Unfortunately, the switch didn’t fix my issue, so I took to online forums to find a solution. One of the best parts of 996 ownership is that there’s a huge online community of people doing DIY fixes. The knowledge base on sites like Rennlist.com or 6SpeedOnline.com makes finding answers to problems easy. In my search, I discovered that my issue was likely the motor control unit for the sunroof. This is attached to the motor itself, and removing the motor and controller is a super easy 15-minute job. The motor controller is in charge of all of the one-touch controls for the sunroof, and my specific issue is that it was getting confused as to which button function was which, and it wouldn’t retain its memory.
The fix for this was easy, too. Either I could spend $700 on a new motor and controller from Porsche or take a chance on a used one. I went the latter route, and for $200 and around 30 minutes of my time, I now have a fully functional sunroof. Another win.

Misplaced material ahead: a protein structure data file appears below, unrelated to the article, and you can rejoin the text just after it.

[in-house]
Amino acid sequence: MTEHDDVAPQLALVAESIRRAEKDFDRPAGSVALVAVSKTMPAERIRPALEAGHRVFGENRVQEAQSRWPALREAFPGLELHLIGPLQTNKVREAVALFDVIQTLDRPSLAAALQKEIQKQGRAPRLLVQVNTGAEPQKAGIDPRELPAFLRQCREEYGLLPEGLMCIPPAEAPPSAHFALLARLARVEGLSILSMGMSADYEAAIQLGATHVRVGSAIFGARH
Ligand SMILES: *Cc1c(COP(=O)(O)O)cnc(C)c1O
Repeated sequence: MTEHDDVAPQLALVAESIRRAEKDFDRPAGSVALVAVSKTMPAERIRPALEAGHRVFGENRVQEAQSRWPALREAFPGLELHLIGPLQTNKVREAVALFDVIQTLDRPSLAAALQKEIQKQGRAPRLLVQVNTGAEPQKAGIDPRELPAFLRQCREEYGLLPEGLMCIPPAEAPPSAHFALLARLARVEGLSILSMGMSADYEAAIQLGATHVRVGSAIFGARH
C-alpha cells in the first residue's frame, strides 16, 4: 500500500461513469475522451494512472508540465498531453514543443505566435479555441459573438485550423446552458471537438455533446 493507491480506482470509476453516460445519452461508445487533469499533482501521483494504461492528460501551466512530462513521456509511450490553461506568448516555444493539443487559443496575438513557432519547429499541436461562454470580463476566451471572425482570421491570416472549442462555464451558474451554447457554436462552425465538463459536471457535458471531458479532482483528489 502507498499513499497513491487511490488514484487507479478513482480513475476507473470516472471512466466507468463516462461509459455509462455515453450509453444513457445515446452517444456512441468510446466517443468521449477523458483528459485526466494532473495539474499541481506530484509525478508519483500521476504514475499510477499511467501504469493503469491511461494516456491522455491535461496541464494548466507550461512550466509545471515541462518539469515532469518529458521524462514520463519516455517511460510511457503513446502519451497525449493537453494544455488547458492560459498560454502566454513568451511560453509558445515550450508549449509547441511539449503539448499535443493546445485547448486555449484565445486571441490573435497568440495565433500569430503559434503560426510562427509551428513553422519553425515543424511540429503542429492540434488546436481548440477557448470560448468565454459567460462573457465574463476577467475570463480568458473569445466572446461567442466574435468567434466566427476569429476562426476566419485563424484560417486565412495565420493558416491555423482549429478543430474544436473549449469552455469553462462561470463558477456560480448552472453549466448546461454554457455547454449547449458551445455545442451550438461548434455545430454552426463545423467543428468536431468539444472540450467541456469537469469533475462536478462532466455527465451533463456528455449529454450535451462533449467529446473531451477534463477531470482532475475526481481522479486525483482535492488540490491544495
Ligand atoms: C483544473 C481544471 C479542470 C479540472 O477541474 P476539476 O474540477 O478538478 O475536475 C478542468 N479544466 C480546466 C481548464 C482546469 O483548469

DIY repairs are all well and good, but what about modifications? I wanted to get a little more sound from my 911 without spending a ton of money or going through a huge rigamarole of wrenching. This is how I found Flat 6 Motorsports and its intake air resonator delete kit. The kit is simple and includes a new elbow to go from your stock intake box to the throttle body, a lovely milled aluminum plug to block off the port on the intake where the resonator box lives and some hose clamps. Installing this took around 20 minutes; add on another 20 minutes to clean my intake box and install a new, washable BMC air filter, which should also add to the sound.